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I currently have an ActiveX control which links in many c/c++ dlls. The problem is that we now need this control to run on browsers other than IE (most importantly Firefox).

As I see it I have the following options:

  • Write the control as a firefox plugin. This seems like it will be the quickest but would then tightly couple us to Mozilla.
  • A complete rewrite in Silverlight or flex. Due to the size of our control would probably take too long.
  • Create a mixed client and server side solution, using JavaScript for the UI, similar to Google Docs.

Just wondering if anyone else has attempted to solve the problem of porting ActiveX controls? And, if any, what advice they could offer?

Thanks in advance

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2 Answers 2

up vote 6 down vote accepted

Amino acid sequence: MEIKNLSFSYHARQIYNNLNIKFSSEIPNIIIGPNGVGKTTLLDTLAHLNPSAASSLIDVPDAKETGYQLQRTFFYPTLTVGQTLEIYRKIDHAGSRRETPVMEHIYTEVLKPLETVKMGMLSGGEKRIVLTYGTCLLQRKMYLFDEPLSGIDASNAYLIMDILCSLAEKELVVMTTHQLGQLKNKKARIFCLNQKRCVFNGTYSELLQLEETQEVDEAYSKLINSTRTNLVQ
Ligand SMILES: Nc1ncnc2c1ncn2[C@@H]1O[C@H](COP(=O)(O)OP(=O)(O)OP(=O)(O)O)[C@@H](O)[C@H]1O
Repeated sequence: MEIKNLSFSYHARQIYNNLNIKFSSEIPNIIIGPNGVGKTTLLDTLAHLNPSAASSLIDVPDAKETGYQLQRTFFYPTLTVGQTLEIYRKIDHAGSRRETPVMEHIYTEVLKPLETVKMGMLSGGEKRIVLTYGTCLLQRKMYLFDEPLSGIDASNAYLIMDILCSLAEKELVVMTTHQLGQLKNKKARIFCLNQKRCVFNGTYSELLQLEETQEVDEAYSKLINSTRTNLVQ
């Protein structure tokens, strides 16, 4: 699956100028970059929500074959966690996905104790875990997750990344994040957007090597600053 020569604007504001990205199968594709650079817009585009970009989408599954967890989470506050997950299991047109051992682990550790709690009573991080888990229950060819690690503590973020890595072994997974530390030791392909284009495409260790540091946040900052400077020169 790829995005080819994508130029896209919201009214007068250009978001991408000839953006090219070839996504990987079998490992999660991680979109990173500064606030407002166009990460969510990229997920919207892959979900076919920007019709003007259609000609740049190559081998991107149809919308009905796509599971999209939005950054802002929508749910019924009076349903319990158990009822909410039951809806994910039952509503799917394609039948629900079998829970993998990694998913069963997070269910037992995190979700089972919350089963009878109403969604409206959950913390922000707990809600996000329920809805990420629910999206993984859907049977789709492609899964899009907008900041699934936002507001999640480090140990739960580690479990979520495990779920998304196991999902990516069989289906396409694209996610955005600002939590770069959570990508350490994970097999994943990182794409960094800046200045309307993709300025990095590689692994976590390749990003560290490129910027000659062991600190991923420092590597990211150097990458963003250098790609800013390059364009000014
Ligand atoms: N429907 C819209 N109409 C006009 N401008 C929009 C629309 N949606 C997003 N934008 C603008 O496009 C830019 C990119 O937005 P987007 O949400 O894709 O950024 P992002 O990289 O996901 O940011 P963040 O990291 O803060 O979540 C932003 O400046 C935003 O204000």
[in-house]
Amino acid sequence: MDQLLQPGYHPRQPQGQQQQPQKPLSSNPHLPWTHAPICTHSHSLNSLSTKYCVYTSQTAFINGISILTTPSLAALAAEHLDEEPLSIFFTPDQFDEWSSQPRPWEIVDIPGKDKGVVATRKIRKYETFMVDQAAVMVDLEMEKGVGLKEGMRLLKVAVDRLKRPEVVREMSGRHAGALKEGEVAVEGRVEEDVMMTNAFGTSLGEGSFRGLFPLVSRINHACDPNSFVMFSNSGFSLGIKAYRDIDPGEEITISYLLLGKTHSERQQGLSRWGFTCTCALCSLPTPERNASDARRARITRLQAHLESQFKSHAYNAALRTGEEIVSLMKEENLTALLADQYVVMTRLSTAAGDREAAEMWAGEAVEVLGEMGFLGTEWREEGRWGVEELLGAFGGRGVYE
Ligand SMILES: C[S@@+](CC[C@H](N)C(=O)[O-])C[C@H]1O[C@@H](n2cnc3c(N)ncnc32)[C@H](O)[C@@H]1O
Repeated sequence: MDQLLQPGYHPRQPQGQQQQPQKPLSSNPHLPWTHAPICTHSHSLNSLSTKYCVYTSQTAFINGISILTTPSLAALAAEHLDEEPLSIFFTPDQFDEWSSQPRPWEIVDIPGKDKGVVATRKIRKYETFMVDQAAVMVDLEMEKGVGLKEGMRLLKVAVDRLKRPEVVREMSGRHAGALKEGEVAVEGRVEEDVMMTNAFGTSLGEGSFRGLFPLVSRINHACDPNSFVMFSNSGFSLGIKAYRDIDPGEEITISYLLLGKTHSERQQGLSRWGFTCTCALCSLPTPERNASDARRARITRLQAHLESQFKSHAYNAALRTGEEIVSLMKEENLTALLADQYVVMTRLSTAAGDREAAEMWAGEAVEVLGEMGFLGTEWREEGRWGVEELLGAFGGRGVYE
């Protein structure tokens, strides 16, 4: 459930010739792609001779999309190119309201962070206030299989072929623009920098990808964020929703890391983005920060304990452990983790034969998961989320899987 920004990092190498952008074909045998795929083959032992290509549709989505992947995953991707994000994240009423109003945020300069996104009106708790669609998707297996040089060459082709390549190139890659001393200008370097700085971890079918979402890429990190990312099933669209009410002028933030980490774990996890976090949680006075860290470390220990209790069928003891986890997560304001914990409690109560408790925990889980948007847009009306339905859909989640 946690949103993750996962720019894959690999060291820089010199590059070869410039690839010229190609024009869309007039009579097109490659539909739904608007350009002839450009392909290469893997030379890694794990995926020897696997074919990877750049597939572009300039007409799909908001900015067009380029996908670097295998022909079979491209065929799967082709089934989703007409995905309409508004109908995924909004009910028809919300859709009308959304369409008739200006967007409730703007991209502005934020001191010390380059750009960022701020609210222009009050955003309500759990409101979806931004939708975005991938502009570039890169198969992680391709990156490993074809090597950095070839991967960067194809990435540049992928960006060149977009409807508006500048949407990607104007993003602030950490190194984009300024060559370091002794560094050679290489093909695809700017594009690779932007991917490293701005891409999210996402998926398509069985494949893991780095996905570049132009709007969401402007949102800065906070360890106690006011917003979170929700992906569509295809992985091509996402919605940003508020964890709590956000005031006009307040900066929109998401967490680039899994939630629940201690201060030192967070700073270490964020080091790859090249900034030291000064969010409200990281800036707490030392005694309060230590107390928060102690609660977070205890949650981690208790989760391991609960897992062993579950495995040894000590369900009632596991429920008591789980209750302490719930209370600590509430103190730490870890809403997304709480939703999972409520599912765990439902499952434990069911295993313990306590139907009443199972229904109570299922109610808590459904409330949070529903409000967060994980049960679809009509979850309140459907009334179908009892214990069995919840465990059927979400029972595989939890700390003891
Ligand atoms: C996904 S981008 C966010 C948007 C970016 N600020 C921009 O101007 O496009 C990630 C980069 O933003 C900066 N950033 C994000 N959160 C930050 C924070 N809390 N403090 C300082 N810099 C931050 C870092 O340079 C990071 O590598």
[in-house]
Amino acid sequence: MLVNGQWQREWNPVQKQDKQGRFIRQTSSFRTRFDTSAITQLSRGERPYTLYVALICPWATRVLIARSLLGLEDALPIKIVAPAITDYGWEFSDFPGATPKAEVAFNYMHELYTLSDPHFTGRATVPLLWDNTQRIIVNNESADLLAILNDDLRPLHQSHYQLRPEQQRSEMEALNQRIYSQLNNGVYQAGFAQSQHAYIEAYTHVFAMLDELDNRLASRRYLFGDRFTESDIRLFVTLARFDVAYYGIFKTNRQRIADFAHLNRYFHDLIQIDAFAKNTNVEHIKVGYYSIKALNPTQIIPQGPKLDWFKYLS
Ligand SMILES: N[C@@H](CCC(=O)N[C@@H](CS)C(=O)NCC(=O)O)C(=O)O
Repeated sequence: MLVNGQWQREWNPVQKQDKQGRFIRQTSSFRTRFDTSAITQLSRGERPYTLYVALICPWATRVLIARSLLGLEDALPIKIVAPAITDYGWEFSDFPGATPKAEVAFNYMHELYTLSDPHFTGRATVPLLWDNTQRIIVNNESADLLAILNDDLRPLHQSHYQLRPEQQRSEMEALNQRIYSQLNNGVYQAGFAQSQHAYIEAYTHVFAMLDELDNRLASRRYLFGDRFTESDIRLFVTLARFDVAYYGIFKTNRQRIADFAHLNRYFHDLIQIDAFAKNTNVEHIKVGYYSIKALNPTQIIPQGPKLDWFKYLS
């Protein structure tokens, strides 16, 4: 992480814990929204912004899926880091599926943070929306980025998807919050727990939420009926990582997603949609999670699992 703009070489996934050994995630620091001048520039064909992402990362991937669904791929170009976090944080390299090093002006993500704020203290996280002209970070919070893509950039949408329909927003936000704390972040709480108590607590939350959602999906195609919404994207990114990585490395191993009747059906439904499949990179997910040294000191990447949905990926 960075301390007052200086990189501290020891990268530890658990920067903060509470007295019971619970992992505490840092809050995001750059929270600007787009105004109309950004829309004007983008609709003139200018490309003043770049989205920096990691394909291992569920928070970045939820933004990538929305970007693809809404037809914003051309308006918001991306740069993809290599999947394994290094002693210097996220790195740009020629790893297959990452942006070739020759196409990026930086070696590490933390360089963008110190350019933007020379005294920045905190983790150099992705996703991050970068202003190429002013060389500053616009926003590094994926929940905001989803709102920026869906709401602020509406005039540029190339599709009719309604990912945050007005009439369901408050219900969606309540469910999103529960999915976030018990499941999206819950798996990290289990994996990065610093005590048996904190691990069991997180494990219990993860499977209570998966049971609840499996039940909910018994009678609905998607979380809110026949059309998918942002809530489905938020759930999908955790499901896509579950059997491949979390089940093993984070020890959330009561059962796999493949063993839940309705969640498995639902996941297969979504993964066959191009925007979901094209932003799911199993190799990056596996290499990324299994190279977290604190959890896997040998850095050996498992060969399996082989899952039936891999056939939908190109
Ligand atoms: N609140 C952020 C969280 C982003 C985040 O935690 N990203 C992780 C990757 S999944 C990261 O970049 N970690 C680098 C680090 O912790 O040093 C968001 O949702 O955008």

Make it a Netscape Plugin (see http://www.mozilla.org/projects/plugins/) and it will work with all mainstream Windows browsers except IE (and browsers on other platforms as well, if you can port the code to those platforms).

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Sure, this is what I meant by firefox plugin, but will this not only restrict me to running firefox? Thanks, I thought this would be the only solution –  gonzohunter Jun 2 '09 at 14:54
    
No, the Netscape Plugin architecture is supported by all mainstream browsers with the exception of IE; for that you can use developer.mozilla.org/en/… or just keep using your current ActiveX interface. –  RichieHindle Jun 2 '09 at 14:58
1  
Just FYI, there are a lot of subtle differences in NPAPI implementations across browsers, so you'll need to do a lot of test-and-debug. –  jeffamaphone Dec 27 '09 at 18:48

Use FireBreath: http://www.firebreath.org

Its designed to solve exactly your problem; you implement everything once under the firebreath abstraction. if there are any features you need that aren't supported or you don't know how to get working with FireBreath, the dev list is really good about answering queries quickly. And, since it's open source (but licensed so that you don't have to open source your code), you can make changes yourself as well.

Anything written using firebreath will work on IE, Firefox, Chrome, Safari, and possibly Opera (Opera doesn't 100% correctly implement NPAPI; with a little work you can make it all compatible).

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